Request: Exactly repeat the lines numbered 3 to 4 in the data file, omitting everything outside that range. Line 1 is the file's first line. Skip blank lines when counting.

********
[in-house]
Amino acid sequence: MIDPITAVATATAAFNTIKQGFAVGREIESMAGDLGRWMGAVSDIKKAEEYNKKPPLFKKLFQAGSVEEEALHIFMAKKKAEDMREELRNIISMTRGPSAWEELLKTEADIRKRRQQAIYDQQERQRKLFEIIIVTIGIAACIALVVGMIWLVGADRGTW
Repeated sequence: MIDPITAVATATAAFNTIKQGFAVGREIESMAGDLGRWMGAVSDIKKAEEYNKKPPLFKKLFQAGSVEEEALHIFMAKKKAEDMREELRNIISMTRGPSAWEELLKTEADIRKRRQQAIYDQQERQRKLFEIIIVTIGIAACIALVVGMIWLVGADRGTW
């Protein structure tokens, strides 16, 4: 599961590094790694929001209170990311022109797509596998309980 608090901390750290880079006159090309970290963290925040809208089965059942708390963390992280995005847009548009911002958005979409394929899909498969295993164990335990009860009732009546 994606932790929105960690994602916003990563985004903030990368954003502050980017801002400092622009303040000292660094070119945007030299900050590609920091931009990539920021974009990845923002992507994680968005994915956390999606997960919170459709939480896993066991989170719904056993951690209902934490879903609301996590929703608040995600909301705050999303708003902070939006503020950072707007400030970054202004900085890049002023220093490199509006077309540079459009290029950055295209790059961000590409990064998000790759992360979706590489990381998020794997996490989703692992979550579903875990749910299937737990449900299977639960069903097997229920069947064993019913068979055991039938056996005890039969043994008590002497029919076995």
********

Repeated sequence: MIDPITAVATATAAFNTIKQGFAVGREIESMAGDLGRWMGAVSDIKKAEEYNKKPPLFKKLFQAGSVEEEALHIFMAKKKAEDMREELRNIISMTRGPSAWEELLKTEADIRKRRQQAIYDQQERQRKLFEIIIVTIGIAACIALVVGMIWLVGADRGTW
């Protein structure tokens, strides 16, 4: 599961590094790694929001209170990311022109797509596998309980 608090901390750290880079006159090309970290963290925040809208089965059942708390963390992280995005847009548009911002958005979409394929899909498969295993164990335990009860009732009546 994606932790929105960690994602916003990563985004903030990368954003502050980017801002400092622009303040000292660094070119945007030299900050590609920091931009990539920021974009990845923002992507994680968005994915956390999606997960919170459709939480896993066991989170719904056993951690209902934490879903609301996590929703608040995600909301705050999303708003902070939006503020950072707007400030970054202004900085890049002023220093490199509006077309540079459009290029950055295209790059961000590409990064998000790759992360979706590489990381998020794997996490989703692992979550579903875990749910299937737990449900299977639960069903097997229920069947064993019913068979055991039938056996005890039969043994008590002497029919076995």